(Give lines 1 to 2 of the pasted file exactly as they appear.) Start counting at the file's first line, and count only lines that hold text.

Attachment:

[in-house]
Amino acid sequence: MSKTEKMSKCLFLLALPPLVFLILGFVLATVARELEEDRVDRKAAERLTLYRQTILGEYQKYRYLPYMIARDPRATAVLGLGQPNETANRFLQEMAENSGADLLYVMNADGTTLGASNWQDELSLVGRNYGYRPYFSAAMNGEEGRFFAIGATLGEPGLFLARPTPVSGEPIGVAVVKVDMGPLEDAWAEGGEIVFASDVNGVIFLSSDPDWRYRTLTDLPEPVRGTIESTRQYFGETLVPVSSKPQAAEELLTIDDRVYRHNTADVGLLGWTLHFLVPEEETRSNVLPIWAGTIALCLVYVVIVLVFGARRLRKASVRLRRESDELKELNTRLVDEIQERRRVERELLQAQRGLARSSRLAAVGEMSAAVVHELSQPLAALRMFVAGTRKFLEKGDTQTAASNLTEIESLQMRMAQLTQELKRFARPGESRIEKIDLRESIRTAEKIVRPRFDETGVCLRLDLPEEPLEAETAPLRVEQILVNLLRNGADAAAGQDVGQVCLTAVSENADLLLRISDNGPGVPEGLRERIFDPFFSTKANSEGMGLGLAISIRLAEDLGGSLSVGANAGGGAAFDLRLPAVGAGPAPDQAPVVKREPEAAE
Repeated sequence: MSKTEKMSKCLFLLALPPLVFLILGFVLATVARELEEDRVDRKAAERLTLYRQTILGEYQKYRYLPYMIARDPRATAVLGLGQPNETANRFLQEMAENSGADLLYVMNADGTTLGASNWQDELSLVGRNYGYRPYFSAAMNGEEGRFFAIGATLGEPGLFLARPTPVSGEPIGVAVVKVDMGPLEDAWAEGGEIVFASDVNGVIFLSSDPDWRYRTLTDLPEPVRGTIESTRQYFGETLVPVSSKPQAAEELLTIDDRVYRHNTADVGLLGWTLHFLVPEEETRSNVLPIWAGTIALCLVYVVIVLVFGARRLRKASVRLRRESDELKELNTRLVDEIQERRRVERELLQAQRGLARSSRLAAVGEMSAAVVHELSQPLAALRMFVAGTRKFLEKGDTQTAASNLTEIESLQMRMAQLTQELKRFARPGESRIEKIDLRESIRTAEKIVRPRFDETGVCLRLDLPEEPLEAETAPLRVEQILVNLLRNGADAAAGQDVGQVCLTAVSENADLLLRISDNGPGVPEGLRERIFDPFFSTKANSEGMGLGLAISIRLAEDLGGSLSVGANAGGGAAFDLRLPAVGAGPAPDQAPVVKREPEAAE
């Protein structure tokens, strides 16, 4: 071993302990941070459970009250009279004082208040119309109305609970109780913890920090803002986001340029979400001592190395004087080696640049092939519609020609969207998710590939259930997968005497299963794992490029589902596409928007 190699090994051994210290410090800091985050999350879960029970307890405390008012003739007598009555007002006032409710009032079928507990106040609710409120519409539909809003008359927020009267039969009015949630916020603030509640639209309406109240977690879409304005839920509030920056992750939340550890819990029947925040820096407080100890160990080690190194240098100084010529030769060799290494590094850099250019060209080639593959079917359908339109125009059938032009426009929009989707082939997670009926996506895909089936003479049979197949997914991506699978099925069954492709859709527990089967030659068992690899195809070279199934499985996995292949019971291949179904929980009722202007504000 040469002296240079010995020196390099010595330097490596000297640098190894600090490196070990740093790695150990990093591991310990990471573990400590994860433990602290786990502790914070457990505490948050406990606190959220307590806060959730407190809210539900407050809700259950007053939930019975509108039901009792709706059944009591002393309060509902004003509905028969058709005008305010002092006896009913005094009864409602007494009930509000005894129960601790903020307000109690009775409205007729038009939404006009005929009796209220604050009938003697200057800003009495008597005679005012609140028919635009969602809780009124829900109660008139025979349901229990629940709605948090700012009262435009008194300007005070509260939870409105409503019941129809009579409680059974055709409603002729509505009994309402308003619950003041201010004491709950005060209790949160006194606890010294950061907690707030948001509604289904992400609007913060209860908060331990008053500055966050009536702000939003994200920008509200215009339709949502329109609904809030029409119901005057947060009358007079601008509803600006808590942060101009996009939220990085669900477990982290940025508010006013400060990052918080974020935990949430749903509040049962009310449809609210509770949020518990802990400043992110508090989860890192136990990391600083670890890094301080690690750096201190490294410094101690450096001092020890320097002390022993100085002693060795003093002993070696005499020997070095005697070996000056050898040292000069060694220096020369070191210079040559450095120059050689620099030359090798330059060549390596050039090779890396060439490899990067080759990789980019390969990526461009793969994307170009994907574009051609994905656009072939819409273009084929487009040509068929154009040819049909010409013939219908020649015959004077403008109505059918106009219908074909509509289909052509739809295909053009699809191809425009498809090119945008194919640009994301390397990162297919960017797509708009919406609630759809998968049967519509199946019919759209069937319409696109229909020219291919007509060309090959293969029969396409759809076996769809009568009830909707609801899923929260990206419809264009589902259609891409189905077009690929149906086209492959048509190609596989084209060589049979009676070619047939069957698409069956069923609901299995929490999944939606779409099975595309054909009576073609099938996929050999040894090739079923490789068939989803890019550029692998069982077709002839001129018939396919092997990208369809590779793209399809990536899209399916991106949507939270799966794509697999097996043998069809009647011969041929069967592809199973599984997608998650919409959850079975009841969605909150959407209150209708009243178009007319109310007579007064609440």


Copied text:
[in-house]
Amino acid sequence: MSKTEKMSKCLFLLALPPLVFLILGFVLATVARELEEDRVDRKAAERLTLYRQTILGEYQKYRYLPYMIARDPRATAVLGLGQPNETANRFLQEMAENSGADLLYVMNADGTTLGASNWQDELSLVGRNYGYRPYFSAAMNGEEGRFFAIGATLGEPGLFLARPTPVSGEPIGVAVVKVDMGPLEDAWAEGGEIVFASDVNGVIFLSSDPDWRYRTLTDLPEPVRGTIESTRQYFGETLVPVSSKPQAAEELLTIDDRVYRHNTADVGLLGWTLHFLVPEEETRSNVLPIWAGTIALCLVYVVIVLVFGARRLRKASVRLRRESDELKELNTRLVDEIQERRRVERELLQAQRGLARSSRLAAVGEMSAAVVHELSQPLAALRMFVAGTRKFLEKGDTQTAASNLTEIESLQMRMAQLTQELKRFARPGESRIEKIDLRESIRTAEKIVRPRFDETGVCLRLDLPEEPLEAETAPLRVEQILVNLLRNGADAAAGQDVGQVCLTAVSENADLLLRISDNGPGVPEGLRERIFDPFFSTKANSEGMGLGLAISIRLAEDLGGSLSVGANAGGGAAFDLRLPAVGAGPAPDQAPVVKREPEAAE